The right design could open up the top of Bunker Hill, he said, which is difficult to reach on foot from the Metro Station at the corner of the development site at Fourth and Hill streets — unless you pay $1 to ride the Angels Flight cable-driven railway.
"It's very hostile to pedestrians right now," Rising said.
That challenging topography can be turned into an asset for Angels Landing, architect Glenn Rescalvo of Handel Architects said. His plan calls for terraces, passageways, ramps, stairs, escalators and elevators to make it easy for people to move around or hang out.
"We want to make the site as permeable as possible," he said. "You could enter from different points and reach all the other locations."
Buildings would fill only half the site, leaving room outdoors for landscaped public terraces including one overlooking Angels Flight railway midway up its path.
Above underground parking and lower-level shops and restaurants would be two towers.
The shorter tower of about 27 stories would house a charter elementary school and a 289-room Mondrian hotel with a rooftop pool and bar.
The main tower would reach a minimum of 80 stories and include a more luxurious 192-room SLS hotel with its own swimming pool. Above that would be 425 upscale apartments along with some subsidized affordable units. The top floors would hold 250 condominiums — and another swimming pool.
Technically the tallest building in L.A. would still be the 73-story Wilshire Grand Center, which reaches a height of 1,100 feet with the help of a spire on top.
As planned, Angels Landing would be 1,020 feet tall, but its top floor penthouses, Recalvo said, would be higher than the highest occupied floor of the Wilshire Grand, Recalvo said.
The plans are still tentative, however, and the temptation to seize bragging rights tantalizes the developers.
"The tallest? We are striving for it. We definitely want to be able to say that," said co-developer Victor MacFarlane, chairman of MacFarlane Partners.
As currently proposed, however, Angels Landing has maxed out the available density allowed for the site and the developers seem content with boasting that they will have the highest roof line in the West, a distinction now applied to U.S. Bank Tower, technically the second-tallest building in the city.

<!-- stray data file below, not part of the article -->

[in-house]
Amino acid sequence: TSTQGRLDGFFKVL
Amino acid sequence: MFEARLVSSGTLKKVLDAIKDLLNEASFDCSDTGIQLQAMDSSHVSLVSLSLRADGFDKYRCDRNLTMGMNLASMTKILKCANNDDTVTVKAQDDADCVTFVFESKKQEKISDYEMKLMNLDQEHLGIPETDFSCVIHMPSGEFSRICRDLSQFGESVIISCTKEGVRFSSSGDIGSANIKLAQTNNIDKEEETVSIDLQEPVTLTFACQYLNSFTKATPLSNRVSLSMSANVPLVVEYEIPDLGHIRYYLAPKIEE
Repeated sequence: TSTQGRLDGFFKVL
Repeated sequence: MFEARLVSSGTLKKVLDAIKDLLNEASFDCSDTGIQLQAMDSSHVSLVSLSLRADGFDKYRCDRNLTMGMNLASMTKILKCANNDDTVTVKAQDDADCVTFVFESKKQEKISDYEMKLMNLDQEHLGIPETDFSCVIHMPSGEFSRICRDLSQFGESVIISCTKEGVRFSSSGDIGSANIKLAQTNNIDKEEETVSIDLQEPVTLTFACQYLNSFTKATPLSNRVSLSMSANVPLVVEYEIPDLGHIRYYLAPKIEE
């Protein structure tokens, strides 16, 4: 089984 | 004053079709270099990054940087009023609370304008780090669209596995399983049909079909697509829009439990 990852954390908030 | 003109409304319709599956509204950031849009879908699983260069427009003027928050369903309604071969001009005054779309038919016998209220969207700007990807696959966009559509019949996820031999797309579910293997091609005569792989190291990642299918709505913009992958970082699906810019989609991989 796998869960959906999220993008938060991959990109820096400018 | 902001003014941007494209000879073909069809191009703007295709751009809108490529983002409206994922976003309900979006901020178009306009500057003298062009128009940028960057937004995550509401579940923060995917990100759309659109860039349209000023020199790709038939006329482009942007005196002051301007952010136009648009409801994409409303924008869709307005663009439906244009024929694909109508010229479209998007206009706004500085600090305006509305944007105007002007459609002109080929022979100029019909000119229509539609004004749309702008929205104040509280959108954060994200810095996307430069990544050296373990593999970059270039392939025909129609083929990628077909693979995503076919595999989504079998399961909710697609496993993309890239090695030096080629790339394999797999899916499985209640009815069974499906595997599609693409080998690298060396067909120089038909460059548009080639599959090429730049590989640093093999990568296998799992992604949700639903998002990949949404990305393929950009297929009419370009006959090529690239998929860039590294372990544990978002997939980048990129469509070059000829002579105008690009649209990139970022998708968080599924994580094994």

MacFarlane is already building a $400-million residential development a block away on Fifth Street, an apartment and retail complex that includes 660 apartments and a 24-story tower that will overlook Pershing Square.
He predicts that residents who move there or to Angels Landing will be young professionals and empty nesters who want to live in an urban setting but don't seek the more lively entertainment-oriented district growing around Staples Center and L.A. Live, where two other $1-billion mixed-use projects are being completed.
Financing to build Angels Landing should be available through conventional sources, said MacFarlane, who develops property on behalf of pension funds and other large institutions.
But the real estate market as been on the upswing for several years so it may be a while before big-money backers jump in, he said.
"It's not going to be financed in this cycle," MacFarlane said, "unless this cycle breaks all kinds of length records. We are three to four years from breaking ground."
Major projects such as the Grand and Metropolis, which is nearing completion north of L.A. Live, often take many years to execute, however.
Rendering of a landscaped plaza at the project. (Handel Architiects)
"Angels Landing is like any other mega project," downtown real estate consultant Hal Bastian said. "It will take more time to [get to] construction than anybody would expect — and it will get done."
To start Angels Landing it will cost as much as $40 million just to buy the land and go through the design, approval and permit process, MacFarlane said. Construction would take an additional 41 months, perhaps putting completion around late 2024.
"Realistically," he said speaking of the timing, "these big projects take what they take."